SUN PHOTO/PAT COPELAND
Above, Pat Fletcher studies an expansion planned for
Eckerd Theater Company at Ruth Eckerd Hall in Clearwater.
By Pat Copeland
sun staff writer
Architect H. Patterson (Pat) Fletcher, in business on the
Island for more than 30 years, says the Island is losing its
cozy, tropical ambiance.
"Homes are being overbuilt with respect to the size of
the lots," Fletcher explained. "People want mega-structures.
They want to fill up every bit of land that they can with
some concrete thing in a style thats not appropriate
for the Island.
"Homes should blend in with the environment and nestle
into the trees. We all came here for the beach, the palm trees
and the lush vegetation, not for ostentatious homes. Thats
the charm of the Island and were losing it."
Fletcher knows a bit about the Islands past his
family came here in 1956 when life was much simpler and beach
"My parents bought two beach cottages on Aqua Lane, and
I came down here to help rebuild them," he recalled.
"We used Holmes Construction.
"My family loved the Island, so we spent a lot of time
here. We flew from Ft. Wayne, Ind., to the Pinellas Airport,
which is now the St. Petersburg/Clearwater Airport. From there
we took an air taxi to the landing strip on the Island (where
Holmes Beach City Hall and adjacent field are now)."
Fletcher said he got sand in his shoes, so after graduating
from high school, he attended the University of Miami with
a dream of becoming an architect.
"I was born in Grand Rapids, Mich., and one day I saw
a house that I really liked and found out that it was designed
by Frank Lloyd Wright," he said. "I started reading
about him and from then on I knew where I wanted to go and
what I wanted to do."
Fletcher was accepted as an apprentice at Taliesin to learn
Wrights style of architecture. Students traveled between
Taliesin East in Wisconsin in the summer and Taliesin West
in Arizona in the winter.
After a hitch in the U.S. Navys submarine service during
the Vietnam War, Fletcher returned to Florida, working in
Ft. Lauderdale designing hotels, homes and condominiums. In
1974, he sat for the Florida boards, got his license and returned
to the Island to build his home and start his practice.
Fletchers home reflects his beliefs.
"My house is very organic," he explained. "It
was designed using cement block in its natural from
not covering it up with stucco. It has a metal roof,
a cypress interior and mitered corner windows."
The house was one of the last homes built before the Federal
Emergency Management Agency required that homes be elevated.
His parents home, which he built next door to his, also is
not elevated, but for a different reason. His father was handicapped,
so he received permission to build it on the ground, an option
that is no longer allowed.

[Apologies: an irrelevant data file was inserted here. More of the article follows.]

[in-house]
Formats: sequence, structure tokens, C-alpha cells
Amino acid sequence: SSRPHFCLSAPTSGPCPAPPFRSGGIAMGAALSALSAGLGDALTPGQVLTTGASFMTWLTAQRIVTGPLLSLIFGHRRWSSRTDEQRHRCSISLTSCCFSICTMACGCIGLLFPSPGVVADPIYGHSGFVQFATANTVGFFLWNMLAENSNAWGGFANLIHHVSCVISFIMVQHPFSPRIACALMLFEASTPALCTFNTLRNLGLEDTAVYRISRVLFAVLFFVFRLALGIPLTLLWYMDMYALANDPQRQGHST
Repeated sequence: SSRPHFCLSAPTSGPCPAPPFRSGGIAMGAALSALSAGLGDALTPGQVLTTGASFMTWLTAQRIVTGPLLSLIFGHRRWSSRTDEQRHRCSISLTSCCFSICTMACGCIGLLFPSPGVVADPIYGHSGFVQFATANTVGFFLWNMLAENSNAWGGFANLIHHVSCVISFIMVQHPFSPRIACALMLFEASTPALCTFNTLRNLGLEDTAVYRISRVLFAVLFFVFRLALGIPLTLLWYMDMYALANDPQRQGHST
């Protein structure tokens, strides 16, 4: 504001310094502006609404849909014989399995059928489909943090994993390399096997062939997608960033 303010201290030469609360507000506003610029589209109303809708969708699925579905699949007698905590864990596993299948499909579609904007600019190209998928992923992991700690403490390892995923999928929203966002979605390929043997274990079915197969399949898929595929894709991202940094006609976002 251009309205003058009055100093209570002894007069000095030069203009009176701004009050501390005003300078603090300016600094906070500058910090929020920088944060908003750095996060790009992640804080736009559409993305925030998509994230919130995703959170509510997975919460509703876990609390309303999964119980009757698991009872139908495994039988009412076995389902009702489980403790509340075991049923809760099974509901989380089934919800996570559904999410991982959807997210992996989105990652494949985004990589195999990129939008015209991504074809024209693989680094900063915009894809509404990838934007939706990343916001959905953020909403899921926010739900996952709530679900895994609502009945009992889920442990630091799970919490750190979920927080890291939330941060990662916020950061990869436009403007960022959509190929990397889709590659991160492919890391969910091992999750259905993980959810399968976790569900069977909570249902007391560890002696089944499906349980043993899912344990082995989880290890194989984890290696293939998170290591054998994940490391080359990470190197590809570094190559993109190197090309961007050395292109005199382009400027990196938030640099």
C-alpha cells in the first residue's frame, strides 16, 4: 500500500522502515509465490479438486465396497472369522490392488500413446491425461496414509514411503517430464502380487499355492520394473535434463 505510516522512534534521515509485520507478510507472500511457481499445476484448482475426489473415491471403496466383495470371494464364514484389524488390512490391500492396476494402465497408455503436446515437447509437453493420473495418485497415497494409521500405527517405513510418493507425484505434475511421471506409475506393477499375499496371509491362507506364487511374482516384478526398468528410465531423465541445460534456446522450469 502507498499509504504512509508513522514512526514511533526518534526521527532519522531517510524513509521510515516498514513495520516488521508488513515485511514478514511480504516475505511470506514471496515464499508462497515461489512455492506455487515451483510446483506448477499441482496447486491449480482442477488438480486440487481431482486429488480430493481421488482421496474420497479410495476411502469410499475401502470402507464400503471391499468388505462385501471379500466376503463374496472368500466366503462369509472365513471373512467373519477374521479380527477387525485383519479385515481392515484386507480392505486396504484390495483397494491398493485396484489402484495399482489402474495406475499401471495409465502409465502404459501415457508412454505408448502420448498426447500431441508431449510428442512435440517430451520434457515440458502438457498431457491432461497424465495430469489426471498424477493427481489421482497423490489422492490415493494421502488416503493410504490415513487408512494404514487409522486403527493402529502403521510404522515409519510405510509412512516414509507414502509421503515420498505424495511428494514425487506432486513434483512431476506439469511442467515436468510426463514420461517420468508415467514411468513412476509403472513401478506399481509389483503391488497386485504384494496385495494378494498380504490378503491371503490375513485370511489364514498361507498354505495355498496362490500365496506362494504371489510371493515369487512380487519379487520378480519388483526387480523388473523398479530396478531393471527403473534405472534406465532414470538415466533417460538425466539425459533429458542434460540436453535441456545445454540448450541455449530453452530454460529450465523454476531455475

One of the first homes he designed on the Island was for a
Lakeland banker and is located near the Manatee County Public
"It was one of the first homes built after the coastal
construction control line was established," Fletcher
said. "No one really knew what to do. We had to go to
Tallahassee for discussions with DEP (Florida Department of
Environmental Protection) officials.
"The connectors for the roof and foundation that we use
today were not yet available then, so we had to improvise.
We used threaded steel rods and ran them through the whole
Fletchers business began to boom. In addition to private
residences, he has designed a number of public buildings such
as the Island Branch Library, Holmes Beach City Hall, the
Island Baptist Church and an addition to Gloria Dei Lutheran
"When we do churches, we treat them like theaters,"
he pointed out. "Island Baptist Church has the same type
of acoustics as Van Wezel Performing Arts Hall in Sarasota."
In 1980, he was asked to serve as associate architect with
Taliesin Architects for Wes Peters design of Ruth Eckerd
Hall in Clearwater. The facility and the design team were
honored with the Governors Design Award in 1986. Patterson
also worked with Peters on renovations to Van Wezel.
Fletcher has spent the past five years designing and supervising
construction of renovations and additions to Ruth Eckerd Hall.
The $28 million project doubled the halls space.
With an eye on last years four hurricanes that devastated
parts of the state, Fletcher recently attended a seminar on
wind borne debris protection that focused on building and
window design. The seminar was given by the states Hurricane
Research Advisory Committee, and the groups findings
will be incorporated into new state building codes that are
"The committee studied what caused buildings to collapse
during Hurricane Andrew and last summers four storms,"
he said. "They found that tile roofs were the worst and
the tiles just flew off in the wind, while metal roofs seemed
"If buildings got much above 35 to 37 feet, there was
terrible wind damage. This shows that the Island cities are
right to hold buildings to those heights. However, in Anna
Maria, they should allow homeowners to come down into the
flood elevation instead of making everybody build to 13 feet,
which reduces the interior ceiling height."
Another thing he learned, which underscores his belief that
homes should nestle into the trees, is that trees lower wind
speed against a house frame. So, surrounding your house with
trees can protect against storm damage.
Currently, Fletcher is working on designing an expansion to
the Eckerd Theater Company at Ruth Eckerd Hall.